Originally, Fahrenheit set 0 degrees as the freezing point of a solution of salt water and 96 as the temperature of the human body. But the fixed points were changed so that they would be easier to recreate in different laboratories, with the freezing point of water set at 32 degrees and its boiling point becoming 212 degrees at sea level and standard atmospheric pressure.
Fahrenheit’s scale became hugely popular. It was the primary temperature standard in English-speaking countries until the 1960s and is still favored in a handful of countries including the United States.
But this was far from the end of the development of important temperature scales. In the 1730s, two French scientists, Rene Antoine Ferchault de Réamur and Joseph-Nicolas Delisle, each invented their own scales. Réamur’s set the freezing point of water at 0 degrees and the boiling point of water at 80 degrees, convenient for meteorological use, while Delisle chose to set his scale “backwards,” with water’s boiling point at 0 degrees and 150 degrees (added later by a colleague) as water’s freezing point.
A decade later, Swedish astronomer Anders Celsius created his eponymous scale, with water’s freezing and boiling points separated by 100 degrees—though, like Delisle, he also originally set them “backwards,” with the boiling point at 0 degrees and the ice point at 100. (The points were swapped after his death.)
With so many thermometry proposals floating around, there was confusion. Different papers used different scales, and frequent conversions were necessary. Into this mess stepped physicists who sought to create a scale based on the fundamental physics of temperature.
Tied to the idea of the fundamental physics of temperature is the idea that there is a minimum temperature that is theoretically possible to achieve — absolute zero, or, as some put it at the time, “infinite cold.”
Even as early as the 1700s, there were inklings of the concept of an absolute zero. French physicist Guillaume Amontons did some of the earliest work while studying what he perceived as the springiness of air. He noticed that when a gas is cooled down, it pushes back on a liquid with less force than when it is warm. He reasoned that perhaps there was a temperature so low that air would lose all its springiness and that this would represent a physical limit to cold.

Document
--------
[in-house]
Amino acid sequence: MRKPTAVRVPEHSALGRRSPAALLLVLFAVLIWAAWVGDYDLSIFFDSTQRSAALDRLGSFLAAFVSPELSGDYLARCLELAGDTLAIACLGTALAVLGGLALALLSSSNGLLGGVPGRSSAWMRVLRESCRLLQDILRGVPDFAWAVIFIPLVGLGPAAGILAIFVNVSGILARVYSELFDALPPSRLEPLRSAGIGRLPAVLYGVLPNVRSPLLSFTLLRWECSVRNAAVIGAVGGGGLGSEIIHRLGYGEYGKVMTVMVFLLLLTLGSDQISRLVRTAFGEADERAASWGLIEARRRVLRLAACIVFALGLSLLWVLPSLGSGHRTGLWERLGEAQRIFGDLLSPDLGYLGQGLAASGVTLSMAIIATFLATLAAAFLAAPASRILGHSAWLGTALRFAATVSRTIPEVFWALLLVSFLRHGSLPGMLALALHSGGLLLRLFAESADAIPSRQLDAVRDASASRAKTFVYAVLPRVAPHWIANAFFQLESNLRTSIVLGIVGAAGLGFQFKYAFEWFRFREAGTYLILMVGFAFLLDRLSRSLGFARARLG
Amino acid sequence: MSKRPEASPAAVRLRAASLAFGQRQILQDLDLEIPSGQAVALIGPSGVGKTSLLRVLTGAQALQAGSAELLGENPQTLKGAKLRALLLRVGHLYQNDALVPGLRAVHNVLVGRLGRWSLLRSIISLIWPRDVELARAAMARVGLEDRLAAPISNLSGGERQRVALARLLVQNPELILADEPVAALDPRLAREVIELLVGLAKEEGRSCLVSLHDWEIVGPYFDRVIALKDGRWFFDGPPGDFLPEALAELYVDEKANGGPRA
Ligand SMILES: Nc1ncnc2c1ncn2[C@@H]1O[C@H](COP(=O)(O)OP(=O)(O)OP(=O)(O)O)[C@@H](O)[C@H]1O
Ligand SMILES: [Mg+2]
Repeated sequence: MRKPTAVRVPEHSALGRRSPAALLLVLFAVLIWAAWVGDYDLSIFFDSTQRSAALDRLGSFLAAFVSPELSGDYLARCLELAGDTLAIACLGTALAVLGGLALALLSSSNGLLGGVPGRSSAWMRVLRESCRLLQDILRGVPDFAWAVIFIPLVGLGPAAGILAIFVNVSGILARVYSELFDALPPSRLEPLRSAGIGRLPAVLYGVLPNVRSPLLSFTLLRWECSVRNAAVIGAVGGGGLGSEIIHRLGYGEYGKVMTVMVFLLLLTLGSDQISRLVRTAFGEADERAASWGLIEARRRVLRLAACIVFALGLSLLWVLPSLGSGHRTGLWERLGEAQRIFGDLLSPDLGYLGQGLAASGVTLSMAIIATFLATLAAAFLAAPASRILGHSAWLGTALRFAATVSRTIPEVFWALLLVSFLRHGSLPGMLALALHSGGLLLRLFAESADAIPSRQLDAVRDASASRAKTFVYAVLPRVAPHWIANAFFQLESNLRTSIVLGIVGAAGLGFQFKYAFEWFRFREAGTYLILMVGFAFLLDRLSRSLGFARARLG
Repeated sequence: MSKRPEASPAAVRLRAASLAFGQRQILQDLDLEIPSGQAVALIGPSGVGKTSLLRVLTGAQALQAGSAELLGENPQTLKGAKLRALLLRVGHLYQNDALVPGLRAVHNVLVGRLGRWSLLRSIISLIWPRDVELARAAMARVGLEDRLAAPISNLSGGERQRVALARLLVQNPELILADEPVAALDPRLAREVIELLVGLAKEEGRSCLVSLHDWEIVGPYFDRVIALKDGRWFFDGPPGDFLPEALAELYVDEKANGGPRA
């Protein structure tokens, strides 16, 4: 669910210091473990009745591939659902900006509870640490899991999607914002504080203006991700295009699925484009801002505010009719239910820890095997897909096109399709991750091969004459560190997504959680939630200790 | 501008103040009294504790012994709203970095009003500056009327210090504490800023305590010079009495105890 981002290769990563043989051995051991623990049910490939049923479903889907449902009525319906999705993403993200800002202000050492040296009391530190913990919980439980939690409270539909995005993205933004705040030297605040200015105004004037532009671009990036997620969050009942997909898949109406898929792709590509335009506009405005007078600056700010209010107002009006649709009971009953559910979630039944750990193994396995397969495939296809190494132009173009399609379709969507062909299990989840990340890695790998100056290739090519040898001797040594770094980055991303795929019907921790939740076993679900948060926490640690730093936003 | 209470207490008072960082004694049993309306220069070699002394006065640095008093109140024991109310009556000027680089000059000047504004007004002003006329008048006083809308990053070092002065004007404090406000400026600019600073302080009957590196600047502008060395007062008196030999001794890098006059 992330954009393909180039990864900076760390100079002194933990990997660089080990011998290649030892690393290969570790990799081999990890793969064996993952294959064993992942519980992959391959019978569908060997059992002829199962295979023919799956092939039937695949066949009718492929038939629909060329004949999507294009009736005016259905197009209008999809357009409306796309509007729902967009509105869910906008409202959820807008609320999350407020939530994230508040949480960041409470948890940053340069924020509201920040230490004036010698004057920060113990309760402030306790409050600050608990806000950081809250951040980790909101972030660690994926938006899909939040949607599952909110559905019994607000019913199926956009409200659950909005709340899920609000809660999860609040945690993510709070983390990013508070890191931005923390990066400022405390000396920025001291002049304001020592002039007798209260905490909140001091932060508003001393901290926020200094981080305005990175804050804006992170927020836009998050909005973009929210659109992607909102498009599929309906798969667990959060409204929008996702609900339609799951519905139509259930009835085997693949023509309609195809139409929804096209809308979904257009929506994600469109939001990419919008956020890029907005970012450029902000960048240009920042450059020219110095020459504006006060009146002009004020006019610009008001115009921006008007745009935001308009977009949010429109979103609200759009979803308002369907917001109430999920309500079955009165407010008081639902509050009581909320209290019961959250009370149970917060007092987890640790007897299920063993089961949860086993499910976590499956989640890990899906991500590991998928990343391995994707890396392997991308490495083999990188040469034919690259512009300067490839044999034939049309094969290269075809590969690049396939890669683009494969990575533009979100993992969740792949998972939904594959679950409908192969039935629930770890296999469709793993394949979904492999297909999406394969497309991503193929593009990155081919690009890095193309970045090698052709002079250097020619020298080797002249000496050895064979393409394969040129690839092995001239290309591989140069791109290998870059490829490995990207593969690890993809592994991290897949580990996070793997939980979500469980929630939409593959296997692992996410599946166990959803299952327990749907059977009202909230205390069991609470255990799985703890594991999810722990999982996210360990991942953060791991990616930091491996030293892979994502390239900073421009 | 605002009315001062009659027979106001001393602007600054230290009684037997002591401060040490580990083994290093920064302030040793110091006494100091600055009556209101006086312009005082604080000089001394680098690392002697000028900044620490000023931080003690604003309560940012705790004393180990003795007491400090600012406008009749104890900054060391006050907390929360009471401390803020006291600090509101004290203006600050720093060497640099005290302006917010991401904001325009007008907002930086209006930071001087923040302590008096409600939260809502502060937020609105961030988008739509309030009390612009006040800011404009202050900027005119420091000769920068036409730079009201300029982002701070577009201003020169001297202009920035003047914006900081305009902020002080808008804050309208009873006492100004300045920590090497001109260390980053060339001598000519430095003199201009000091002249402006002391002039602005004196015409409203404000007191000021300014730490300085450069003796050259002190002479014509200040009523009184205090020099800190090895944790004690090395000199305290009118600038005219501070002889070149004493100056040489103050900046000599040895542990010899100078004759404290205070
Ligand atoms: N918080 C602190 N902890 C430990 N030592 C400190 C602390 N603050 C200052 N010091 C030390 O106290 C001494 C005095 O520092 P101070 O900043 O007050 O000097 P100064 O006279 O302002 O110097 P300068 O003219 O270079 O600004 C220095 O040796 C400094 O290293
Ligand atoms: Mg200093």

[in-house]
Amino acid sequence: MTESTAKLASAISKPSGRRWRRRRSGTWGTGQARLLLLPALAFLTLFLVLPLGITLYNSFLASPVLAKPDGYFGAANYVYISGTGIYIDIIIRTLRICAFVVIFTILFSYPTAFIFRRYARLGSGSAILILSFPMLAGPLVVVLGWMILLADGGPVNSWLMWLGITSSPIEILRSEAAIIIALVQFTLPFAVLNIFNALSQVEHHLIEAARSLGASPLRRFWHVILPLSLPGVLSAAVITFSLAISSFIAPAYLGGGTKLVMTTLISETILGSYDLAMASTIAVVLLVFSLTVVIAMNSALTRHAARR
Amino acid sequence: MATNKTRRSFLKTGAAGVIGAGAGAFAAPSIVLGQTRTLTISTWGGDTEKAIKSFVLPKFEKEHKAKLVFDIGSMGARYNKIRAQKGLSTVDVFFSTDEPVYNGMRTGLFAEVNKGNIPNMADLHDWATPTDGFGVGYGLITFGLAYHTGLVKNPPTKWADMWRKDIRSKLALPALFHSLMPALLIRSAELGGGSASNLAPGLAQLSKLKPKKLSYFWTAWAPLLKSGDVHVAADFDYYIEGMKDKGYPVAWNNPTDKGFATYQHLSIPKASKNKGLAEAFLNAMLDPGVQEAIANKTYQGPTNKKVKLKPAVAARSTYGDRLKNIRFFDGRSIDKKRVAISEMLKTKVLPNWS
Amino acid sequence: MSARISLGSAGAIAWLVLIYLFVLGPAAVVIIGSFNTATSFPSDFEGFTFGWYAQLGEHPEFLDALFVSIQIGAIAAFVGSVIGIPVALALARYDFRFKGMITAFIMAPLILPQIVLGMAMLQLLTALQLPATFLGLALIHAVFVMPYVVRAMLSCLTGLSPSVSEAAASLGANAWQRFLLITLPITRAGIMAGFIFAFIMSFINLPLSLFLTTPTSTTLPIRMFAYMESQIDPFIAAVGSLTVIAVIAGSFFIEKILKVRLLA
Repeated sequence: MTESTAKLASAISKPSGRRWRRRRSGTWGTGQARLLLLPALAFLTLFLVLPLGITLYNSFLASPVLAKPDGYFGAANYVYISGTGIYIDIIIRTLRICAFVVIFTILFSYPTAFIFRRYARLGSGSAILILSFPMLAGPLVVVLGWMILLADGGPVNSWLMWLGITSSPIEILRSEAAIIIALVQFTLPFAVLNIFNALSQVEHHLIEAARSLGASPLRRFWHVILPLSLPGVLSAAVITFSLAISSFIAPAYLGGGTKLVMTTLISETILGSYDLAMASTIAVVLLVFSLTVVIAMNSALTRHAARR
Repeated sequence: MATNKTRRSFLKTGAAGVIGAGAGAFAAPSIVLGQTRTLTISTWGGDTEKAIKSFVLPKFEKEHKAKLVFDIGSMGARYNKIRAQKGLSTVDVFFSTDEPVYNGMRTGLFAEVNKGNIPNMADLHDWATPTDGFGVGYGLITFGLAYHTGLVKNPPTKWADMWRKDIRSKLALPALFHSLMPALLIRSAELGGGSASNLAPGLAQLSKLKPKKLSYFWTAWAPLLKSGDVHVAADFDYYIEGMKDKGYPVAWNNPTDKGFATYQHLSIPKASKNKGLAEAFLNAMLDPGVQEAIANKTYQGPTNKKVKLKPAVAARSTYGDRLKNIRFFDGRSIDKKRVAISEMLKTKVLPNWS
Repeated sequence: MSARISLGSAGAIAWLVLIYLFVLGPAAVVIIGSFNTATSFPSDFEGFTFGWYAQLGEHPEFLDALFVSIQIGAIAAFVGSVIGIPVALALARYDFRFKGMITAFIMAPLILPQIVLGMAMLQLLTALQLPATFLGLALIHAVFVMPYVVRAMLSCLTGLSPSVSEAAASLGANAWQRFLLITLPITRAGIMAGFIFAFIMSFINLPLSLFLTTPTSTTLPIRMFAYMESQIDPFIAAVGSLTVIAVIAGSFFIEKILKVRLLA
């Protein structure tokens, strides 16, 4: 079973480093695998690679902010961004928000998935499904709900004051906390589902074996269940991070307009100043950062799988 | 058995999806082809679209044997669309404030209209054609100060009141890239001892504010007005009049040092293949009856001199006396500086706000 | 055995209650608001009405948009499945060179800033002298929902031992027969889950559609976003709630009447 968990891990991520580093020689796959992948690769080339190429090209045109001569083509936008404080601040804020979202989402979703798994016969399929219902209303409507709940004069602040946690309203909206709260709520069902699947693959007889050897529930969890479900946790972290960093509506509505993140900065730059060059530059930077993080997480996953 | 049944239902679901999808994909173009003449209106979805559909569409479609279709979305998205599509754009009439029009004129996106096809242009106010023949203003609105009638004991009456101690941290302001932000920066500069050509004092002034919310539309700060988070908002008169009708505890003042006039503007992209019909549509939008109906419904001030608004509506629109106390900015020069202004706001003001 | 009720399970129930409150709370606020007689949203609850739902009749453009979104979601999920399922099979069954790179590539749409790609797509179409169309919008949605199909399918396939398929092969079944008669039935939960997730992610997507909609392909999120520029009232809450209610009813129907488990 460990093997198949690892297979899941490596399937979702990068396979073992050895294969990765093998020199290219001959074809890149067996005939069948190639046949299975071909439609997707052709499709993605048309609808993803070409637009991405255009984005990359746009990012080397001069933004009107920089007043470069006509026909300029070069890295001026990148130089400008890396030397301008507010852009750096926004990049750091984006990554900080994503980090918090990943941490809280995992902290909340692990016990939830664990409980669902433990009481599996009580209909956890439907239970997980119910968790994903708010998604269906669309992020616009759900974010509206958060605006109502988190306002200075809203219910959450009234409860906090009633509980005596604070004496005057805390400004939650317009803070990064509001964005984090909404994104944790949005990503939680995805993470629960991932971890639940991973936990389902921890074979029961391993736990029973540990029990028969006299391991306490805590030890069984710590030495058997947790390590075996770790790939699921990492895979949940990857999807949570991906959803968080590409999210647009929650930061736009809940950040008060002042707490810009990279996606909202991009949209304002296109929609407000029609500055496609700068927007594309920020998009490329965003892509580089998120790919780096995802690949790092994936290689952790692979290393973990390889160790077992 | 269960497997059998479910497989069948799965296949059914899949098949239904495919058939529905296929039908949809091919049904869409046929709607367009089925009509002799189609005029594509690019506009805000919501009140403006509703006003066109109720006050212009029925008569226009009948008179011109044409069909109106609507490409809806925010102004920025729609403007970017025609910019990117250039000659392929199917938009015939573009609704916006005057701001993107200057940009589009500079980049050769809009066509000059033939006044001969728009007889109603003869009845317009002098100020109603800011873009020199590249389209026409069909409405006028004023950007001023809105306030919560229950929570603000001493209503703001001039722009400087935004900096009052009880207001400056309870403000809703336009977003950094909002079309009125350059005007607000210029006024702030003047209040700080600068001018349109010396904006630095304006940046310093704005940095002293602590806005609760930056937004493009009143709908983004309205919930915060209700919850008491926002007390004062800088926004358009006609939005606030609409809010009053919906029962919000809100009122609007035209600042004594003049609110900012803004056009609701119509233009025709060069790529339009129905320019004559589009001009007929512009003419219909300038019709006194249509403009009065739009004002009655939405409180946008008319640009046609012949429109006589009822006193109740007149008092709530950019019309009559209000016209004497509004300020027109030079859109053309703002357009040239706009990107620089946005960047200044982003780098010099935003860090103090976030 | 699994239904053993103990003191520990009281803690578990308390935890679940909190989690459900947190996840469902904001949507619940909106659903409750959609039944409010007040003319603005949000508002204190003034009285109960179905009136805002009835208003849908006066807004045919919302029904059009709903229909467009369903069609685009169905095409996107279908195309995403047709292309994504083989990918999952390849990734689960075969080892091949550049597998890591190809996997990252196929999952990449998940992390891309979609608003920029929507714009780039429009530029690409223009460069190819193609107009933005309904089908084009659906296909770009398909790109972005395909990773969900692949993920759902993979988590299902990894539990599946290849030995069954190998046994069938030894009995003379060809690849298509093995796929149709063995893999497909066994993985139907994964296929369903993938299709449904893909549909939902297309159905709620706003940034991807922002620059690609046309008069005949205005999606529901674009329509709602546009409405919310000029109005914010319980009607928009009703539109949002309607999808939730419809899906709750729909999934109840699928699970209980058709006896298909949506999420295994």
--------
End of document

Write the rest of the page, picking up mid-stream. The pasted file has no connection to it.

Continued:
During the next 100 years, physicists including Amontons, Swiss-born J.H. Lambert, and French chemist and physicist Joseph Louis Gay-Lussac did extrapolations that set this absolute zero anywhere from -240 to -273 degrees Celsius.
Then, in the middle of the 19th century, British physicist William Lord Kelvin also became interested in the idea of “infinite cold” and made attempts to calculate it. In 1848, he published a paper, On an Absolute Thermometric Scale, that stated that this absolute zero was, in fact, -273 degrees Celsius. (It is now set at -273.15 degrees Celsius.)
The scale that bears his name uses increments with the same magnitude as the Celsius scale’s degrees. But instead of setting 0 arbitrarily at the freezing point of water, the Kelvin scale sets 0 at the coldest point possible for matter.
The kelvin has been the preferred scale for scientists since 1954, when the General Conference on Weights and Measures (CGPM) — an international organization that makes decisions about measurement standards — adopted the kelvin (K) as the base unit for thermodynamic temperature. The CGPM set a reference point of 273.16 K as the triple point of water, at which water exists as a solid, liquid and gas simultaneously in thermal equilibrium.
Since then, the CGPM has set several other reference points to improve thermometer calibration.
For more information on the kelvin, see BIPM’s SI Brochure: The International System of Units (SI).